The Goshawk Ridge Trail between Doudy Draw and Eldorado Canyon State Park is so new that it’s not finished. But that didn’t stop me from squeezing in a three hour hike there yesterday between a potluck lunch/program of the “55+ Plus Group” at the Unitarian Universalist Church and an evening meeting of the Colorado Nature Camera Club.
The previous day I had tried and failed to find the trailhead, which according to the Boulder Open Space overlay on Google Earth is at the end of the North Spring Brook trail, where I had hiked a few days ago. Yesterday I realized that the reason why I failed was because the trailhead doesn’t exist yet.
I really wanted to find this trail, because the goshawk is important to my family’s heritage. This large raptor gave its name to the Portuguese islands where my father’s parents were born. The Portuguese word for a goshawk is açor, and what we call the Azores in English are the Açores in Portuguese.
Since the Goshawk Ridge Trail is a loop, yesterday I approached it from the other end where it takes off from the Fowler Trail. The day was too beautiful to stay inside. The weather was still and sunny and 40 degrees, warm for a January day here.
While the trail still lacks any signs, I found it with the help of the Google Earth overlay. Two to four inches of snow covered the entire trail, but I had confidence that I was going someplace by following a set of boot prints, which I welcomed. Likewise, I welcomed the fact that I had the trail entirely to myself as I hiked it.
Goshawk Ridge Trail rises and falls gently through a lovely open forest, just the sort of terrain that the secretive forest bird from which it takes its name prefers. Forests are beautiful to me, but seldom offer vistas that are open enough for photographs. However, on the Fowler Trail just before I found the Goshawk Ridge Trail, this view of Eldorado Canyon presented itself to me:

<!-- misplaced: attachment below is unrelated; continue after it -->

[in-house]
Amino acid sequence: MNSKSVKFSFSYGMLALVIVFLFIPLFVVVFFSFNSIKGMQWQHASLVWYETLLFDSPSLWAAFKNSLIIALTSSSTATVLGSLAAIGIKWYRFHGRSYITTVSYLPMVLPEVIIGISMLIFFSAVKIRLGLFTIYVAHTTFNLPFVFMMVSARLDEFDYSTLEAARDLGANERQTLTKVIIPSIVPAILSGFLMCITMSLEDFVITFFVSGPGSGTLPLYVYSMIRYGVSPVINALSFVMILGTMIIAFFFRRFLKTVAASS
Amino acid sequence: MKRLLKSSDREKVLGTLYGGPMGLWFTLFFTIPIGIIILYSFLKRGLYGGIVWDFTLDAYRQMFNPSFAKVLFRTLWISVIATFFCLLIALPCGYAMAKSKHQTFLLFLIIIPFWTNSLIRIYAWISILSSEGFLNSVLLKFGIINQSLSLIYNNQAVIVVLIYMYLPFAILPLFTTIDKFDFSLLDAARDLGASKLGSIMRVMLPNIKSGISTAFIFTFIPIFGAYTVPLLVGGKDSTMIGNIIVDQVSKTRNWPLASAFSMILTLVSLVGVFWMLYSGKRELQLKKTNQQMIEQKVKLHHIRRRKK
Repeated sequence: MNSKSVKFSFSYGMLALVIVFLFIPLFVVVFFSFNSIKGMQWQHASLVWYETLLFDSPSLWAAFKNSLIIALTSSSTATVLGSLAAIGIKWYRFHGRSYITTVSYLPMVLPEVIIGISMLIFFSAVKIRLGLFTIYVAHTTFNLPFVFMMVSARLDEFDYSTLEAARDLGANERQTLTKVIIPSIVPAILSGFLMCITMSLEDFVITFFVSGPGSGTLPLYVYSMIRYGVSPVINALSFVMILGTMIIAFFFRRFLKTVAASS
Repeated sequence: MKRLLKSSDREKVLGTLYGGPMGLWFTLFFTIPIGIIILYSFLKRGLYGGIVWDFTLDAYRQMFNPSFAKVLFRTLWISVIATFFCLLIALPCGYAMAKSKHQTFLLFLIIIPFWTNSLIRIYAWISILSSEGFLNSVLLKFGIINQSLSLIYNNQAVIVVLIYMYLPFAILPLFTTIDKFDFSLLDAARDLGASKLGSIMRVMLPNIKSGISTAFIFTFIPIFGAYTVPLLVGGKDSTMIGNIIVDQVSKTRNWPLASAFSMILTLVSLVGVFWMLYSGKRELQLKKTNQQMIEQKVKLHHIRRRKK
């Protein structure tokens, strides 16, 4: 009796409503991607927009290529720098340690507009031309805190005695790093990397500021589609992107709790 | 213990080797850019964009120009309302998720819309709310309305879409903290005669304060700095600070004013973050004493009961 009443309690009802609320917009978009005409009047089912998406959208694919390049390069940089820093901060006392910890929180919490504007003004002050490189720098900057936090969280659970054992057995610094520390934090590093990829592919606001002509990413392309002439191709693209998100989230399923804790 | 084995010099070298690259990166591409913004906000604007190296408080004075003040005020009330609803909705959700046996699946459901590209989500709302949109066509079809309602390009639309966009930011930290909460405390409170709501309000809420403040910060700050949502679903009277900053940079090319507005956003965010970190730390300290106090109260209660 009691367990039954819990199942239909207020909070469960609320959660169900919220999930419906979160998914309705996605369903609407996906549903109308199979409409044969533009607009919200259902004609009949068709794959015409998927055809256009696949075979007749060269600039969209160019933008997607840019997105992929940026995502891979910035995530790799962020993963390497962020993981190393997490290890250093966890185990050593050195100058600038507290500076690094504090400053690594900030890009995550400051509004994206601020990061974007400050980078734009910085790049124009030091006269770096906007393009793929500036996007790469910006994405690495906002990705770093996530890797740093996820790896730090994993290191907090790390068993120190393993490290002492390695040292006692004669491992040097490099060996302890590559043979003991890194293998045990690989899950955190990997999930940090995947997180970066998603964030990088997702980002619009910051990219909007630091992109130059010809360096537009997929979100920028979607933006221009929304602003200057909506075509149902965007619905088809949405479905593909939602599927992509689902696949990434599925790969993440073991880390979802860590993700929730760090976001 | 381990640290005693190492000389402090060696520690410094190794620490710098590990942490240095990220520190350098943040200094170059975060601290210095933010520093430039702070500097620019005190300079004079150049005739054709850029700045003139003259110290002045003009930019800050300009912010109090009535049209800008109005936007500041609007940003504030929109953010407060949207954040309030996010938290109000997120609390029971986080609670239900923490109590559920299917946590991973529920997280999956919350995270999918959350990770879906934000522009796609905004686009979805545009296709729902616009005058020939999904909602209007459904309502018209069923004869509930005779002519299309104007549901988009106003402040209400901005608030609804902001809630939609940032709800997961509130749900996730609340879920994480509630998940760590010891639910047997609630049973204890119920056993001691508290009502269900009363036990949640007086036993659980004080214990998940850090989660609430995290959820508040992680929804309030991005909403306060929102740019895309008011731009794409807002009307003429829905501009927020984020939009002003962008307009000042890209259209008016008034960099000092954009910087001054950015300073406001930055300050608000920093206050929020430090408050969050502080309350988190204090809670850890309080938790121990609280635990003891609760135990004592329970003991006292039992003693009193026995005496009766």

Near sunset I reached the end of the Goshawk Trail — and discovered why I had missed the trailhead at that end. It doesn’t exist yet. The trail will cross a spillway owned by the Denver water department, and it would have been a steep and perhaps dangerous descent into the spillway to get across to the Denver Water Road on the other side. In addition, a sign clearly says, “No Trespassing — Positively No Dogs or People in Spillway.” That was the missing trailhead!
The previous day I had walked another half mile up the Denver Water Road looking for the missing trailhead and found a bridge across the spillway. Remembering it yesterday, I hiked cross country along the spillway until I could safely cross at the bridge.
Eventually, the trailhead will have its own bridge across the spillway. In fact, I finally reached the trails supervisor by cellphone after I crossed the spillway. He told me, “The bridge is on the property already.” Just as I was talking to him on the phone, I came to the bridge, where it isn’t doing much good yet:
The great hike through snow and forest made up for the missing bridge yesterday. And while I didn’t see any goshawks in the forest, it turns out that the Azores don’t have any either. What the original discovers thought were goshawks (açores in Portuguese) were actually buzzards, a related raptor.
However, we can still see photographs of goshawks. Here’s a beautiful one courtesy of the U.S. Forest Service: